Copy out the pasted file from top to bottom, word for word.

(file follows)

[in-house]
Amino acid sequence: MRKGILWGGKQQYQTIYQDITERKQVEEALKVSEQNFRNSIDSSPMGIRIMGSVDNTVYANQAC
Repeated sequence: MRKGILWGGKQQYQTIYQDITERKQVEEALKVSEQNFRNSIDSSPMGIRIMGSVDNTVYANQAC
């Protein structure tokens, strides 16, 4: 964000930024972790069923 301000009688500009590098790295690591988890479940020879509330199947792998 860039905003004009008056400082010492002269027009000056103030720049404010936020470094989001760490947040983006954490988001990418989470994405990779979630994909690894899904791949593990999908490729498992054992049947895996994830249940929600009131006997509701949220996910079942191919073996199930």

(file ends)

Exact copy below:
[in-house]
Amino acid sequence: MRKGILWGGKQQYQTIYQDITERKQVEEALKVSEQNFRNSIDSSPMGIRIMGSVDNTVYANQAC
Repeated sequence: MRKGILWGGKQQYQTIYQDITERKQVEEALKVSEQNFRNSIDSSPMGIRIMGSVDNTVYANQAC
């Protein structure tokens, strides 16, 4: 964000930024972790069923 301000009688500009590098790295690591988890479940020879509330199947792998 860039905003004009008056400082010492002269027009000056103030720049404010936020470094989001760490947040983006954490988001990418989470994405990779979630994909690894899904791949593990999908490729498992054992049947895996994830249940929600009131006997509701949220996910079942191919073996199930």